After a morning of birding along the trails at Copa Linga, we will head for the beautiful city of Cuenca, which was declared a World Cultural Heritage Site in 1999. Accommodation at Hotel Inca Real.

Day 13 Cajas National Park

After breakfast we will start the hour-long drive to El Cajas National Park, where we will search for Tit-like Dacnis, Violet-throated Metaltail, Red-rumped Bush-Tyrant, Bar-winged and Stout-billed Cinclodes, and Giant Conebill. At Toreadora Lake (12,000 ft) we will have a chance to see Andean Ruddy Duck, Andean Coot, and Andean Teal, and if the day is sunny, Andean Condor as well. We head back to Guayaquil in the afternoon. Accommodation in Guayaquil.


NB
According to your travel plans this tour can also end in Quito.

Day 14 Transfer out or Extension

According to your international flight times we will accompany you in a transfer to Mariscal Sucre airport to take your flight home.

Please note that this tour may be combined with an extension tour to the Amazon Basin, Machalilla National Park or the Galapagos Islands before or after the tour.


Prices 2017 per person (minimum 02 people)
In a double room: US$ 4030,- per person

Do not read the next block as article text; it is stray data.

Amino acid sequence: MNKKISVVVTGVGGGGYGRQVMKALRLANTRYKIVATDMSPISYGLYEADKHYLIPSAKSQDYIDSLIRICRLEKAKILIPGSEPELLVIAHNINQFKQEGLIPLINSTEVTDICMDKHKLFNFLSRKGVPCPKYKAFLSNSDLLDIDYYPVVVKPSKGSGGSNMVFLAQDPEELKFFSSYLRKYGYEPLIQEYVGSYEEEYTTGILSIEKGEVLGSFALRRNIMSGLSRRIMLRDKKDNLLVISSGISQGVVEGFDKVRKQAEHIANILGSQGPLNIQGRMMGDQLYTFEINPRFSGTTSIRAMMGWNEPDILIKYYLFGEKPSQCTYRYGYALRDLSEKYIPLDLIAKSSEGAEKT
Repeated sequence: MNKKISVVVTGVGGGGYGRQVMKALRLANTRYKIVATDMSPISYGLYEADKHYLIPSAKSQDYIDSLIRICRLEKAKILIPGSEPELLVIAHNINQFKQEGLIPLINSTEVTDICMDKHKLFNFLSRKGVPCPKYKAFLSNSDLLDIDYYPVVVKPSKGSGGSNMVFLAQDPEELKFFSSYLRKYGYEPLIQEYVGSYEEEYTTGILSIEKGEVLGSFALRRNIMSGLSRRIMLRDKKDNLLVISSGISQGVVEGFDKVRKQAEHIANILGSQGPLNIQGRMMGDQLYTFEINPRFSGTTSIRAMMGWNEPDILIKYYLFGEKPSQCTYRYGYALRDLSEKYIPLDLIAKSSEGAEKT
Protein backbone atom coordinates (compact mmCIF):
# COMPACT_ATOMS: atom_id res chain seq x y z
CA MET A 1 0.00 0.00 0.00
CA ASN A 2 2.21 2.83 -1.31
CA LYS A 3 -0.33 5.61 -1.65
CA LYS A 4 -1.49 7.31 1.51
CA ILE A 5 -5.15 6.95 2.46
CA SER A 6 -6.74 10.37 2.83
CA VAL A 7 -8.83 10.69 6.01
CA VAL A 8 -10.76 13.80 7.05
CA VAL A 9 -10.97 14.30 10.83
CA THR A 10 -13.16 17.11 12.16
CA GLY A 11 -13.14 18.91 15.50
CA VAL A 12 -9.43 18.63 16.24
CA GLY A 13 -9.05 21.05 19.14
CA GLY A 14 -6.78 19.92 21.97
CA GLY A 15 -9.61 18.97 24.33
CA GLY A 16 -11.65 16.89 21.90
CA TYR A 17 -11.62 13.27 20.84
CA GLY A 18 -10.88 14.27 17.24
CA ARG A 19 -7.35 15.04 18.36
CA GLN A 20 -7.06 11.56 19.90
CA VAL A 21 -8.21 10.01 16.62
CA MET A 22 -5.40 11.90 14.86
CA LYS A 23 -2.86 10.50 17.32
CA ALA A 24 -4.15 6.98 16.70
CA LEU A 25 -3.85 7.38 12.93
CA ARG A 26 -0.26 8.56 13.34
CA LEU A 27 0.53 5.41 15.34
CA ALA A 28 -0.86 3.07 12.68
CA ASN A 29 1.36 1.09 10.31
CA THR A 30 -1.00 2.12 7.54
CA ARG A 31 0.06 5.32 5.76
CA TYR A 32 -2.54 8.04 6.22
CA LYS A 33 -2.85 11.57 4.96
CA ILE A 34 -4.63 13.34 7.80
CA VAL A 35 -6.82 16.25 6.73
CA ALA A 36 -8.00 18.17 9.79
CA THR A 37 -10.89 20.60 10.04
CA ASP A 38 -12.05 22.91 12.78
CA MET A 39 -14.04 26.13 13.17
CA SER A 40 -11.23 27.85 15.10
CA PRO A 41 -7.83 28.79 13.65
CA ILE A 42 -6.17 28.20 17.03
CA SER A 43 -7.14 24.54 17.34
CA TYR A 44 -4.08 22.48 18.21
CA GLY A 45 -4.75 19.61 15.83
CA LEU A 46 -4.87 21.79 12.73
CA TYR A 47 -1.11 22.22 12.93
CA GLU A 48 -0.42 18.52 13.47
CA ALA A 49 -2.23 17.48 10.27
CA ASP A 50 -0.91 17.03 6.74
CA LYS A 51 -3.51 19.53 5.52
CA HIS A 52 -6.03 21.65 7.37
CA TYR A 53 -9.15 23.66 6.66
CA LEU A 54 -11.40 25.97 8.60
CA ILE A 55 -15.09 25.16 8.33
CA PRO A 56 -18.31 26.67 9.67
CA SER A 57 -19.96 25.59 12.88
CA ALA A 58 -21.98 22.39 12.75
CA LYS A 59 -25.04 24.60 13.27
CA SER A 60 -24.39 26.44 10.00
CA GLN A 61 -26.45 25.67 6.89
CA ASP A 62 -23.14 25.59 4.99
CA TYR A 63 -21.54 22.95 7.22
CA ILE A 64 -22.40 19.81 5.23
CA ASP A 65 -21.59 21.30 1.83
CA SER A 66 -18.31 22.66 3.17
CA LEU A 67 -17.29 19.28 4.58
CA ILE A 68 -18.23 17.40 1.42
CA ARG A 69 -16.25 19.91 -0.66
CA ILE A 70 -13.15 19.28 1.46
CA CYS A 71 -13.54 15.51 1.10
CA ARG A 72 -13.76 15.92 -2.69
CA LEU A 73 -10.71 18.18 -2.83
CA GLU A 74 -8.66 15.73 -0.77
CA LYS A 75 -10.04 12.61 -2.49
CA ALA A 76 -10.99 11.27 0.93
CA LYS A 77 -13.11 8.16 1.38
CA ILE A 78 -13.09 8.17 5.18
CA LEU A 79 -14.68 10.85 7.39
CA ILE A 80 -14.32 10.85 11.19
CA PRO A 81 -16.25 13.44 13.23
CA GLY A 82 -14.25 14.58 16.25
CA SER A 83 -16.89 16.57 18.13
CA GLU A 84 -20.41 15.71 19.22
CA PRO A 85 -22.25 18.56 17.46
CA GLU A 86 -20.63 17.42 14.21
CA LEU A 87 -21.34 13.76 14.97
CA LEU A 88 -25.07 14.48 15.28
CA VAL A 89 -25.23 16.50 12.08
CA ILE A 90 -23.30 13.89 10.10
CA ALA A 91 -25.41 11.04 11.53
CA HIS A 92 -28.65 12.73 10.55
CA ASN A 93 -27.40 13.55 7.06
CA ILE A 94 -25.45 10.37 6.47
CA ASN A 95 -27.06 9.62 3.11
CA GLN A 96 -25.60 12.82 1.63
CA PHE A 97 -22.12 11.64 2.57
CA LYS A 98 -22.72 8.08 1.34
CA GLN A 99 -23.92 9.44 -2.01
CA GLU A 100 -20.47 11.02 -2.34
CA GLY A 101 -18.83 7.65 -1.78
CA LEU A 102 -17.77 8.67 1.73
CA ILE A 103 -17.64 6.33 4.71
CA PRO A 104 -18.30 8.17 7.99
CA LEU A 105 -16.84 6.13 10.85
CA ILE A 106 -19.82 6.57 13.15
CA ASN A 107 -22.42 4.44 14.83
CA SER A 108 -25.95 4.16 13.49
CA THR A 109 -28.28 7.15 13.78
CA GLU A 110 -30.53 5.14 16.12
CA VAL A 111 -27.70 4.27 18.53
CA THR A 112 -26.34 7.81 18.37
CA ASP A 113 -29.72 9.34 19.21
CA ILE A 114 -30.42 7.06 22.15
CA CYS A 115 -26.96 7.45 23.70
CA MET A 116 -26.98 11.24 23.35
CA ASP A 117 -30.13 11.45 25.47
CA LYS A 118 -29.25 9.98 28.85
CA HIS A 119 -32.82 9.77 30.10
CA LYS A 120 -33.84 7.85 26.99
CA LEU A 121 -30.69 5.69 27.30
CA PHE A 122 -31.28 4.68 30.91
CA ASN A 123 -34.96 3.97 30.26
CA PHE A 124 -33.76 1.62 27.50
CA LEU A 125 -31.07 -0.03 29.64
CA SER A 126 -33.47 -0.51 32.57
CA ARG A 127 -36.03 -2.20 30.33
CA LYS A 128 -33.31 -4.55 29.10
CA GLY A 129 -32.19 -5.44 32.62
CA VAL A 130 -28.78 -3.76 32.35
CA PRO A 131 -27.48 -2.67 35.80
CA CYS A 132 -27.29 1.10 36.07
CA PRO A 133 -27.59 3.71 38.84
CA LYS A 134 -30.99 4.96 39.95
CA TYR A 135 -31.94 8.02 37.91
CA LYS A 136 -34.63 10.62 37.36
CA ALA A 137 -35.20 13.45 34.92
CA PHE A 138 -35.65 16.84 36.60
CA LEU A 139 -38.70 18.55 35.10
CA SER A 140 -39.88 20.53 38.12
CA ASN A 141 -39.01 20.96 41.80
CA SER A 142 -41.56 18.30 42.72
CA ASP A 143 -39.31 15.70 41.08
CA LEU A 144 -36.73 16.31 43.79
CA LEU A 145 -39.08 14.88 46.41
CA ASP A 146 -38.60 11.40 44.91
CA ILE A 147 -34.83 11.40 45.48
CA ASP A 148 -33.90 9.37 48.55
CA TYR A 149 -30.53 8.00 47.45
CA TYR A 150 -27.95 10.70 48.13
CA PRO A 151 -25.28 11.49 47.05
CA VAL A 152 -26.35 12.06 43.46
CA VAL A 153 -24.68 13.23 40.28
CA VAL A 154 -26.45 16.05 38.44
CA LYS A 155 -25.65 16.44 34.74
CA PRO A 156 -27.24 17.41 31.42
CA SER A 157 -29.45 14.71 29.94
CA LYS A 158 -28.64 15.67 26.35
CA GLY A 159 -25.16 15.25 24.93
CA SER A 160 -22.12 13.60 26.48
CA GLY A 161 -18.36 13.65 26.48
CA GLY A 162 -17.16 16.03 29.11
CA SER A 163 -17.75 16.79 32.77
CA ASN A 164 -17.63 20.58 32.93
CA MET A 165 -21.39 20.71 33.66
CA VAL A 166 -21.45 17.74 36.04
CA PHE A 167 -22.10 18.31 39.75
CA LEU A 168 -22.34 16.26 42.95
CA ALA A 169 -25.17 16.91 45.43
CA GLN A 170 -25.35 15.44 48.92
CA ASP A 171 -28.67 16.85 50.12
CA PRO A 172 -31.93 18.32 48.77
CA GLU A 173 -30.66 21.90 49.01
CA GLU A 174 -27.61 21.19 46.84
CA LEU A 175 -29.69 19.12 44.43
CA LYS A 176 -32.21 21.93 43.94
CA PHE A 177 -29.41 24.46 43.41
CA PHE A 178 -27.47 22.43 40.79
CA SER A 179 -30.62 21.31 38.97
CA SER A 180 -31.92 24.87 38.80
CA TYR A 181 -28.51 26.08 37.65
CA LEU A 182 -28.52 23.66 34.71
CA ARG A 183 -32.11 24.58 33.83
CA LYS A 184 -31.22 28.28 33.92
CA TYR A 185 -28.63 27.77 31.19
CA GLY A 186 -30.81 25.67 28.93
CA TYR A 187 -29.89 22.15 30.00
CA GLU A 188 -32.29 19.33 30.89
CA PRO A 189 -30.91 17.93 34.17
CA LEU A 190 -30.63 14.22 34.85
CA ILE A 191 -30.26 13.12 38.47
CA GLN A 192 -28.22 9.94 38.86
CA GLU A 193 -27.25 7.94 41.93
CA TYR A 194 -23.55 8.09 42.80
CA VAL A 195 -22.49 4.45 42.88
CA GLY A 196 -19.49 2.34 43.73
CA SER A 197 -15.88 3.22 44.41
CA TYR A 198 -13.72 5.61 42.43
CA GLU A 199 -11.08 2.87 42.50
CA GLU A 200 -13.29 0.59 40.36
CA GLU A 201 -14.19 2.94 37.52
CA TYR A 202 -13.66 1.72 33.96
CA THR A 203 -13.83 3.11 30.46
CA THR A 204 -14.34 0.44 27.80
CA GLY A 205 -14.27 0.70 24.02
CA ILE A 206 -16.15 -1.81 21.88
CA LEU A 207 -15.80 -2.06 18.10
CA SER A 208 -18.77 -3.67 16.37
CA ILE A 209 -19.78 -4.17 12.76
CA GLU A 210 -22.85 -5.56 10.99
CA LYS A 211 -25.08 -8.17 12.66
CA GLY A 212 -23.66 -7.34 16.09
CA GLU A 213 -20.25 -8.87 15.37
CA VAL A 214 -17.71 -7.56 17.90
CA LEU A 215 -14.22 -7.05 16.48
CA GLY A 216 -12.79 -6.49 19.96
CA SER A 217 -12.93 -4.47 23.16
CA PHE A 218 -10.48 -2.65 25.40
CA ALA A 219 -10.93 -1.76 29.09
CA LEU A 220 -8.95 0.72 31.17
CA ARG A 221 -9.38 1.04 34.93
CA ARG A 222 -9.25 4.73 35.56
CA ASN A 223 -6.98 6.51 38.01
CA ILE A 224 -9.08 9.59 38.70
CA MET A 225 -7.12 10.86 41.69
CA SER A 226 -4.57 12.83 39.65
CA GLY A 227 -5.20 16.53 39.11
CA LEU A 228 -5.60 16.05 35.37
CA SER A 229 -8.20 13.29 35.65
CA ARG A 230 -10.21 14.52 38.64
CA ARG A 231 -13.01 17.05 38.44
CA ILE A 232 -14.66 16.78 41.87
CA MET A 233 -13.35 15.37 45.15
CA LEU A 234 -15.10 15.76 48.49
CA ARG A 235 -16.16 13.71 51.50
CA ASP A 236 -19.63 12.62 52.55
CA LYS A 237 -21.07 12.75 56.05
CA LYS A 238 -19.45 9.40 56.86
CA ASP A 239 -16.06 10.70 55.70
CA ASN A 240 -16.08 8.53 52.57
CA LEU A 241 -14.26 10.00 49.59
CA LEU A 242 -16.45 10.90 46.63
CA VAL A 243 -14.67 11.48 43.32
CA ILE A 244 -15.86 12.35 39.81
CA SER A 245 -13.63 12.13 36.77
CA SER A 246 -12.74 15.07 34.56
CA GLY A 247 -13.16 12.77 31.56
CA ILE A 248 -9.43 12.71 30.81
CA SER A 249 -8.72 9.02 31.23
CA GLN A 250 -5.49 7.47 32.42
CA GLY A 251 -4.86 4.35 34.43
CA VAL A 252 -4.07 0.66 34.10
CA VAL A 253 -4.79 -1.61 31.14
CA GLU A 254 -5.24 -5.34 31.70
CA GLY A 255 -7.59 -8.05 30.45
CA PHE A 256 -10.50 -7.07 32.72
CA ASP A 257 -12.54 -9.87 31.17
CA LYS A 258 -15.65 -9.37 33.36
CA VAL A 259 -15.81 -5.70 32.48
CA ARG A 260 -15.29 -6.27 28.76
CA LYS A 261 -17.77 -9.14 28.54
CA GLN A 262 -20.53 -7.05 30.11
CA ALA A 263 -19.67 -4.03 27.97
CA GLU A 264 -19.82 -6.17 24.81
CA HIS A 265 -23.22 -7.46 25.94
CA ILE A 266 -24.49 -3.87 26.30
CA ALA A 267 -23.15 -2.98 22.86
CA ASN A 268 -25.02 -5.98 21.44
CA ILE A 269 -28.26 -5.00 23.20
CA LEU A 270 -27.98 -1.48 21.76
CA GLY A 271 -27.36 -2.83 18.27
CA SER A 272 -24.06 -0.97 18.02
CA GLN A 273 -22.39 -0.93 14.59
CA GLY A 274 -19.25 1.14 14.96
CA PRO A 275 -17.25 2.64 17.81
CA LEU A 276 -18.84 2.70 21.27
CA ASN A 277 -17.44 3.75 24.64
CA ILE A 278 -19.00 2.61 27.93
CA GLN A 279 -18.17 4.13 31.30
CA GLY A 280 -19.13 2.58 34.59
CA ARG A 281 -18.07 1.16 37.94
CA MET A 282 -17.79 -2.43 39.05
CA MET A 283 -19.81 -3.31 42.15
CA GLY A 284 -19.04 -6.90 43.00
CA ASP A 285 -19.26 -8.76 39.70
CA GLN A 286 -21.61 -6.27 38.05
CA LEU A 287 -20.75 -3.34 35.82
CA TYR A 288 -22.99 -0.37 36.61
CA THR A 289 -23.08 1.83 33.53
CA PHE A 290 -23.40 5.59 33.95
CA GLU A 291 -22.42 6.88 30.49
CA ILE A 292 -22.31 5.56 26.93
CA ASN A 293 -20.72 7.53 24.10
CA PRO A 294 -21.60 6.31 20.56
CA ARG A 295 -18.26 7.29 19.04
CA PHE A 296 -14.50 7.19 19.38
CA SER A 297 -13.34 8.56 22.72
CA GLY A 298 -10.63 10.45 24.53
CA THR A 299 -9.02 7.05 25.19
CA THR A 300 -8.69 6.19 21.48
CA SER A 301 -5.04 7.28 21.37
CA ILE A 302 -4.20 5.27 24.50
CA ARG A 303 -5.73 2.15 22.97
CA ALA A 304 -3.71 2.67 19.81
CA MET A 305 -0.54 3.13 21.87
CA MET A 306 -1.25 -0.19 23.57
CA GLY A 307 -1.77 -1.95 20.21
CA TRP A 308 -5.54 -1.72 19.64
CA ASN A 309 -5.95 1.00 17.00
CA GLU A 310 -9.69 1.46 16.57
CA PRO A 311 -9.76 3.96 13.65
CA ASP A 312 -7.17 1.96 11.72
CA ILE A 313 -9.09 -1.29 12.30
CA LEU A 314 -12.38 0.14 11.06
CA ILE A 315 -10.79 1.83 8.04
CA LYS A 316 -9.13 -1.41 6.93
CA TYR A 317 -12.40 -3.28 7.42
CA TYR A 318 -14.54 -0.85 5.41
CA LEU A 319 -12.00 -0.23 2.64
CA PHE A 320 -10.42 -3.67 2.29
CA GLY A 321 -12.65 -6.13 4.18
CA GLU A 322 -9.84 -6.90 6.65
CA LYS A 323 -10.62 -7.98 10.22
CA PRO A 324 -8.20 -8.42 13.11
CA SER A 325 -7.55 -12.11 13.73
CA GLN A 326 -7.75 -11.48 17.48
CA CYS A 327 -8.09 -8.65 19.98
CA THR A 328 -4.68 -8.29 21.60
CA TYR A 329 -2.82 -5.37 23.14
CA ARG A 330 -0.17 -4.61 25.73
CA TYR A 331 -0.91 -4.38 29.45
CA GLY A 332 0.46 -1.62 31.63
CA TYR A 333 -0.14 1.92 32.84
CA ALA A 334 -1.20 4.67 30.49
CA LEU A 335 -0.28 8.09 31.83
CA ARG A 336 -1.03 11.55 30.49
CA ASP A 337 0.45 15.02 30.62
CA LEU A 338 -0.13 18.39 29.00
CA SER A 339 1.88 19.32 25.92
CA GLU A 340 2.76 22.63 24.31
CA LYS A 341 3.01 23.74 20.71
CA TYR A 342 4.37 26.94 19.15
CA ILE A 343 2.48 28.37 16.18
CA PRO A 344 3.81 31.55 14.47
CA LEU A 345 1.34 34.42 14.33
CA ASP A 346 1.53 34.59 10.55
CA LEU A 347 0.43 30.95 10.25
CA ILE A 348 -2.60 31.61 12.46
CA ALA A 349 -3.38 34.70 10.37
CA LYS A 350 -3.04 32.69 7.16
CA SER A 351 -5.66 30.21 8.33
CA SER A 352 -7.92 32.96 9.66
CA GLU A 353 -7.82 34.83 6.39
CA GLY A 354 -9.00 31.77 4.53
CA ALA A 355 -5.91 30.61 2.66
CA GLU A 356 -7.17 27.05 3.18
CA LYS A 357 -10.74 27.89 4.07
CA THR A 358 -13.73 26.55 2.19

Single room supplement: US$ 992,-

Please contact us for prices for the tour for 1 traveler or groups.

Tour prices include: all transfers in private transportation, excursions and overland tours as mentioned above accompanied by a specialist bilingual guide (English/Spanish – other languages upon request only), accommodation based on double rooms, meals outside Guayaquil, and entrance fees to all reserves visited.

Tour prices do not include: international airport taxes (Quito ca. US$ 43 per person; ca. Guayaquil US$ 28), personal equipment and items, travel insurance, extra charge for single rooms, tips, personal expenses, beverages, meals in Guayaquil, anything not mentioned in the program.

NB: Please read all itineraries as a guide only. All routes and programs can change without notice due to National Park policies and regulations, weather conditions, seasonal changes, safety reasons and the wildlife encountered during the travel. Flexibility is the key to the success of any tour. Nevertheless the safety and the interest of our passengers is always our first priority.